Americans eat more, and eat less healthily, on the day of the Super Bowl than on any other day of the year–even Thanksgiving. I know I did my part. Between the caramel-filled pumpkin cake and the buffalo chicken cheese dip, I consumed somewhere in the neighborhood of all the calories. Weight Watchers—who was a first-time Super Bowl advertiser last night—definitely would not have approved.

Of course, we don’t limit our consumption to food. You don’t need a study to tell you that Americans drink themselves silly during the Super Bowl. Which raises the question: Is it wise to spend $4.5 million on a 30-second ad for an audience that’s strung out on food and booze?

Not according to a couple of studies recently discussed on NPR. They found that people are less receptive to advertising messages when they’re eating large quantities of food (the name of this effect is deliciously ironic: oral interference). They also found that the “hyper-excited” (read: “drunk”) minds of Super Bowl watchers may not be well-positioned to process ad content.

Nevertheless, corporations continue to spend silly money on Super Bowl ads. And since we’re all too whacked out on dip and chicken wings and craft beer to pay attention to them, the winners are the ones that get the most run the next day. That means that Super Bowl advertisers need to do more than sell their product or promote their brand. They need to create a conversation piece. And this year, nobody did that better than Nationwide.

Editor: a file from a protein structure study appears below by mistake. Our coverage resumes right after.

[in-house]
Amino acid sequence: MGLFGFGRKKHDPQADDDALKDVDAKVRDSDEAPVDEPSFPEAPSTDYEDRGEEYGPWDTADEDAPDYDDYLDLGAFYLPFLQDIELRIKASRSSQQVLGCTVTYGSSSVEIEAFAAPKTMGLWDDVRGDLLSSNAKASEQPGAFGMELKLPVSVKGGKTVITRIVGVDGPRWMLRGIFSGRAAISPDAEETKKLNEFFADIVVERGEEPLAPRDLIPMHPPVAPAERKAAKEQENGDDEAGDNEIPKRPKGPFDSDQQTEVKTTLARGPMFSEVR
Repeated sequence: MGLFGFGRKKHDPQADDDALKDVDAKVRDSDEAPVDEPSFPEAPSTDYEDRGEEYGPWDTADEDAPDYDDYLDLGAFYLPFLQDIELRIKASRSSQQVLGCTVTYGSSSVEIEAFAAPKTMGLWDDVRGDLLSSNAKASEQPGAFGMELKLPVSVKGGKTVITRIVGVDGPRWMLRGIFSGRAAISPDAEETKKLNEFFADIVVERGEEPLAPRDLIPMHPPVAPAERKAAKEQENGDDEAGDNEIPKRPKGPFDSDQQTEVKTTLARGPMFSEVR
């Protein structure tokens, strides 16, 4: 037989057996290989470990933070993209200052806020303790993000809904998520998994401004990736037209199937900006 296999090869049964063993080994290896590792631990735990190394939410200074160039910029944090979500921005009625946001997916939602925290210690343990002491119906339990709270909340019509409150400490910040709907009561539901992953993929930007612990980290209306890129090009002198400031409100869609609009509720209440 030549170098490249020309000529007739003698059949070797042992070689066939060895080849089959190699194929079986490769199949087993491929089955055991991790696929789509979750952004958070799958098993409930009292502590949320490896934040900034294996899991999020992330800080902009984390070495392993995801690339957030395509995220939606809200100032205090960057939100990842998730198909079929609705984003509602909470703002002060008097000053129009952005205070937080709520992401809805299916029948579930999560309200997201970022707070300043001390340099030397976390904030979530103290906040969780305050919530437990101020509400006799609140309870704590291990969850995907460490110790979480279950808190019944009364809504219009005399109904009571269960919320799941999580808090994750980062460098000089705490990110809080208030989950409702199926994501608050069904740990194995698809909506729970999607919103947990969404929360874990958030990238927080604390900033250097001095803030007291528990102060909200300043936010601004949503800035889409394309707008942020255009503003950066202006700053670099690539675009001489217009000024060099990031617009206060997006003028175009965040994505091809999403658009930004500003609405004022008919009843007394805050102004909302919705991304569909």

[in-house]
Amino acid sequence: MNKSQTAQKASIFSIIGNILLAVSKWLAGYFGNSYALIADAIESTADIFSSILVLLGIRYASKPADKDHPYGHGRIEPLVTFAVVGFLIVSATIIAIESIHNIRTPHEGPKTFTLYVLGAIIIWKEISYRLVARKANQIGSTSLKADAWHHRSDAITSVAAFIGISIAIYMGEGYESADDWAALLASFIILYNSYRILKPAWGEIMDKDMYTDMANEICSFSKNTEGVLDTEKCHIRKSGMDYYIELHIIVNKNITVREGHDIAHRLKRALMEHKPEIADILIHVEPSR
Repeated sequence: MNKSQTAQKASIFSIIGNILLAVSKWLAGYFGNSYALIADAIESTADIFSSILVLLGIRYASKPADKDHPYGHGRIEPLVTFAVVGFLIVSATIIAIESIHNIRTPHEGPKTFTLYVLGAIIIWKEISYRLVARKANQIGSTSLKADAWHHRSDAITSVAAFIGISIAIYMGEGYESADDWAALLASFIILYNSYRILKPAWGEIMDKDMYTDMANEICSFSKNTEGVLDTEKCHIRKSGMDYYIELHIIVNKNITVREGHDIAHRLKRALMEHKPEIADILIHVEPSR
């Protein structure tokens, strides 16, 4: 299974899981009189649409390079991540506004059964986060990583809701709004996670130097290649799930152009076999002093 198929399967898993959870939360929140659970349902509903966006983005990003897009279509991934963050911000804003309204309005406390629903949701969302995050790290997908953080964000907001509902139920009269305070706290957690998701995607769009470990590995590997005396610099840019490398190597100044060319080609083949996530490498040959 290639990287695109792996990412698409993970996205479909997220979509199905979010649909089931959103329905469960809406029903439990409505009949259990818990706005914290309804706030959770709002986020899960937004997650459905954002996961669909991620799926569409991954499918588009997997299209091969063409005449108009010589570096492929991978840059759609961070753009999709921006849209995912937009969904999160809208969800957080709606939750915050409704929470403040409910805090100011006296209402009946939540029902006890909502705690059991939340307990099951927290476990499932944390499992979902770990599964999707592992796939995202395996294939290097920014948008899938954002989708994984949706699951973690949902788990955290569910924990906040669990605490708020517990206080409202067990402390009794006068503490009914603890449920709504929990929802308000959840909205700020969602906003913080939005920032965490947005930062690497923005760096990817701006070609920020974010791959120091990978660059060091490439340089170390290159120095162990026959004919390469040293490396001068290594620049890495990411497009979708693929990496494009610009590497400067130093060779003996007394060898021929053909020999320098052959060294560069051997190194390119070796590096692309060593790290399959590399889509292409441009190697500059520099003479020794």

Do you remember the Nationwide ad? The one with the cute kid with a mop of brown hair talking about the things he’ll never do? I have to confess that I only remember it up to the part where my friend offered me some dark chocolate truffles. It turns out (spoiler alert) the boy dies in the end. That Nationwide had the nerve to kill him off shook up the Twitterverse, and the hot takes are still coming at a furious pace today.

Mike and Mike couldn’t stop talking about how depressing it was on their ESPN radio show this morning. The Internet has collectively condemned it as “shocking.” But from an advertiser’s perspective, a little shock probably isn’t a bad idea when your audience is in a calorie-induced fugue state.

The official line from Nationwide is that they wanted to “start a conversation” about childhood safety and accident prevention. But they clearly intended to snap people out of their consumption comas. And they probably also wanted to earn a bunch of media after the fact. They succeeded in doing at least the latter. And that’s about the best outcome an advertiser could hope for after investing $4.5 million in 30 little seconds.